Please use this identifier to cite or link to this item: http://hdl.handle.net/1893/26331
Appears in Collections:History and Politics Journal Articles
Peer Review Status: Refereed
Title: Feminising Politics to Close the Evidence-Policy Gap: The Case of Social Policy in Scotland (Forthcoming/Available Online)
Authors: Cairney, Paul
Rummery, Kirstein
Contact Email: p.a.cairney@stir.ac.uk
Keywords: public policy
policy theory
evidence-based policy-making
feminism
social policy
Scotland
Issue Date: 2-Apr-2018
Citation: Cairney P & Rummery K (2018) Feminising Politics to Close the Evidence-Policy Gap: The Case of Social Policy in Scotland (Forthcoming/Available Online), Australian Journal of Public Administration.
Abstract: Policy studies suggest that scientists should adopt two strategies to close the ‘evidence-policy gap’. First, engage in political debates to help define policy problems and solutions rather than expect the evidence to speak for itself. Second, learn where the action is, form longterm coalitions, and exploit the ‘rules of the game’ to maximise your influence in complex policy-making systems. Both lessons can prompt major dilemmas, for many actors, about going beyond your expertise and comfort zone when engaging politically and pragmatically. Scientists should learn from feminist social policy actors who routinely (a) combine evidence with engagement to pursue social change, and (b) face tough choices about framing their aims in terms of the dominant political discourse. We use Scottish social policy as a case study, examining how feminist actors exploited the opportunity, afforded by constitutional and political reforms since 1999, to create a collaborative ‘velvet triangle’ between the government, academia, and interest groups. Their experience suggests that limited and slow policy change requires major engagement and compromise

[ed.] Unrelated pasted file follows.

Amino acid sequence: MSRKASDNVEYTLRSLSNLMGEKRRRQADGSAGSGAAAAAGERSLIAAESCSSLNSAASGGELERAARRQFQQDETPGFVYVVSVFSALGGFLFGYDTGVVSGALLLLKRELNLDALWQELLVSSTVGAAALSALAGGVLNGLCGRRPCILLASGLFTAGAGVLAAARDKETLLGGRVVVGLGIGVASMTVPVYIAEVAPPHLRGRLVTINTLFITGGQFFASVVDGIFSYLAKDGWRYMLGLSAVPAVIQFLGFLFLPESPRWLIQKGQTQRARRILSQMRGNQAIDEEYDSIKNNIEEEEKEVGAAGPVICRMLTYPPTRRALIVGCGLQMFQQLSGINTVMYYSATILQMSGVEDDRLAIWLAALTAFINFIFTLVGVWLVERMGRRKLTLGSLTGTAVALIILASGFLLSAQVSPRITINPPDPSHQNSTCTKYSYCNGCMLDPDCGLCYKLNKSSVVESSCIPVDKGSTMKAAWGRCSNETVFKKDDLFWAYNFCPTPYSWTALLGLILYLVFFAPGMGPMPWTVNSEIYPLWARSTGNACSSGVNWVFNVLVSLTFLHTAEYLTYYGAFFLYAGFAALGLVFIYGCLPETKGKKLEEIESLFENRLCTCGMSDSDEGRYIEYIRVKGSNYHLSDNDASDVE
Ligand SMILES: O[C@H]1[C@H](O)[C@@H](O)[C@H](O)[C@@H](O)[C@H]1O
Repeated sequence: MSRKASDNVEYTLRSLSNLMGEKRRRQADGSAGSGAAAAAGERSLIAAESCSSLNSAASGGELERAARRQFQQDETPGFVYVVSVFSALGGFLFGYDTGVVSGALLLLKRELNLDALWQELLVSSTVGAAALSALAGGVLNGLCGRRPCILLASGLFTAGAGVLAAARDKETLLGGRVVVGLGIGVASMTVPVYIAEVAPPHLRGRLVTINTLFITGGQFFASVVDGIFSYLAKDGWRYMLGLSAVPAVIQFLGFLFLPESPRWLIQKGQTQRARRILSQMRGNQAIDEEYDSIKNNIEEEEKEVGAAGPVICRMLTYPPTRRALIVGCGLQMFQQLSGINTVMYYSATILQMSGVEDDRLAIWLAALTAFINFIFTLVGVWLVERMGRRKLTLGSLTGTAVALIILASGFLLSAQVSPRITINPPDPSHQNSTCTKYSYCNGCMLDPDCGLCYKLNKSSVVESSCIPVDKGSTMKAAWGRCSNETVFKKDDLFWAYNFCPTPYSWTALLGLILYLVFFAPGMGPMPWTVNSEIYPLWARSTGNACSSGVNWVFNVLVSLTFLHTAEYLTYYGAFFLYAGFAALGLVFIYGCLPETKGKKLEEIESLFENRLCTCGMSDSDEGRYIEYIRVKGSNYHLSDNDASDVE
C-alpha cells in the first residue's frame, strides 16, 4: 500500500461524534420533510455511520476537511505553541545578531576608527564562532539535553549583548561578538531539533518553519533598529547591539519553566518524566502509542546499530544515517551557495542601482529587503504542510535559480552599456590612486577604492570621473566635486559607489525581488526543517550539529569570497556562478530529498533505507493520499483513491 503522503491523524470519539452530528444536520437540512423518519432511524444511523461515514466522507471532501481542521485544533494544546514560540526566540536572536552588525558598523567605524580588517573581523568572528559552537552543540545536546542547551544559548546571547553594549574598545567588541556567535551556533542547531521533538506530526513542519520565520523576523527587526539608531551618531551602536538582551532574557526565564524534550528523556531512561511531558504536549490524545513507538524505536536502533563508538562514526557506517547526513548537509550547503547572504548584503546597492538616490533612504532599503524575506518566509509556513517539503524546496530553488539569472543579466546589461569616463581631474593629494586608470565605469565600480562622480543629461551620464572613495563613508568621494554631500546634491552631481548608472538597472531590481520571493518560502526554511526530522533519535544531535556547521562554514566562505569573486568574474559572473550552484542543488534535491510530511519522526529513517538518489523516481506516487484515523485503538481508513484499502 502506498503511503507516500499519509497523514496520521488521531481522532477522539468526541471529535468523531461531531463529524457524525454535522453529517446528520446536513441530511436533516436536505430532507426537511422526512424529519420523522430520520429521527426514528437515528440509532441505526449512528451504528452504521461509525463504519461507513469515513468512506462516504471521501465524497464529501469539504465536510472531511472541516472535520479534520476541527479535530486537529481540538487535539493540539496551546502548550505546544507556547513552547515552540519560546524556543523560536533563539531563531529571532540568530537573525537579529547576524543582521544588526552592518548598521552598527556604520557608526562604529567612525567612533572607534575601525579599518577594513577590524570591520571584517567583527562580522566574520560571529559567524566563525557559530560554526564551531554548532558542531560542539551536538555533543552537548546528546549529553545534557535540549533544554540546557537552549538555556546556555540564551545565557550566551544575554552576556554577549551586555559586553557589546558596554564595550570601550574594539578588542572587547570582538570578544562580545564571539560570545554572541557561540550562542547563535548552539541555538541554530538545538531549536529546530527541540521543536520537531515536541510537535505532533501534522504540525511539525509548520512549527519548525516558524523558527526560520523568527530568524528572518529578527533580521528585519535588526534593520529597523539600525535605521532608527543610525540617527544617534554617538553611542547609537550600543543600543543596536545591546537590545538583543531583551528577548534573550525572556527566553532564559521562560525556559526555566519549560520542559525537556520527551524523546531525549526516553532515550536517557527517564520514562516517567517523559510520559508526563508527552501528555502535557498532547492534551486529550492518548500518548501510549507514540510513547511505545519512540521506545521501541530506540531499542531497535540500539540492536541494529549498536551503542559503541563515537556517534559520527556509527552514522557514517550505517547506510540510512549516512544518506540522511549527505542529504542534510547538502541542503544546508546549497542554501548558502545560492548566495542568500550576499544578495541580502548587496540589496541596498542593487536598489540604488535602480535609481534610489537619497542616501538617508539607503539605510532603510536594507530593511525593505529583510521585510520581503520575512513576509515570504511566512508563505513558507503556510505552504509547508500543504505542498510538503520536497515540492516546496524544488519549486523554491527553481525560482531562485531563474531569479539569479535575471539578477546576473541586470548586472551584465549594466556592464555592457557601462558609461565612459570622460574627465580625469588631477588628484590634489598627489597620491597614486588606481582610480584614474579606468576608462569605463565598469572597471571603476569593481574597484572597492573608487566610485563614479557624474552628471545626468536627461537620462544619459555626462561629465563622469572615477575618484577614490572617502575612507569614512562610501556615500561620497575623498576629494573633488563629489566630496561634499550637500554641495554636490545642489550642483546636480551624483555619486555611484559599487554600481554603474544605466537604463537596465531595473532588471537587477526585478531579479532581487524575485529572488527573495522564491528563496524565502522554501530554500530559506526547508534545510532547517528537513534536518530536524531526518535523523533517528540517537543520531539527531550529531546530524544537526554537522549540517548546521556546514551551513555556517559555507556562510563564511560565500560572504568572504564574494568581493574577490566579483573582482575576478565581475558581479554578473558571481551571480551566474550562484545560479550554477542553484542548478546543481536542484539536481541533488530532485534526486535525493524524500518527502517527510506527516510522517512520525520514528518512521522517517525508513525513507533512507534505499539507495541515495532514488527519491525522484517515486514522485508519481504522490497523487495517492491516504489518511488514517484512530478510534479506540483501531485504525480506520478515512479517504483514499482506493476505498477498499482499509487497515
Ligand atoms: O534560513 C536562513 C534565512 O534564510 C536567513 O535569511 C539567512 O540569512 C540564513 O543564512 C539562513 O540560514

DOI Link: http://dx.doi.org/10.1111/1467-8500.12266

Files in This Item:
File Description SizeFormat 
Cairney_et_al-2017-Australian_Journal_of_Public_Administration.pdf165.98 kBAdobe PDFView/Open



This item is protected by original copyright



Items in the Repository are protected by copyright, with all rights reserved, unless otherwise indicated.

If you believe that any material held in STORRE infringes copyright, please contact library@stir.ac.uk providing details and we will remove the Work from public display in STORRE and investigate your claim.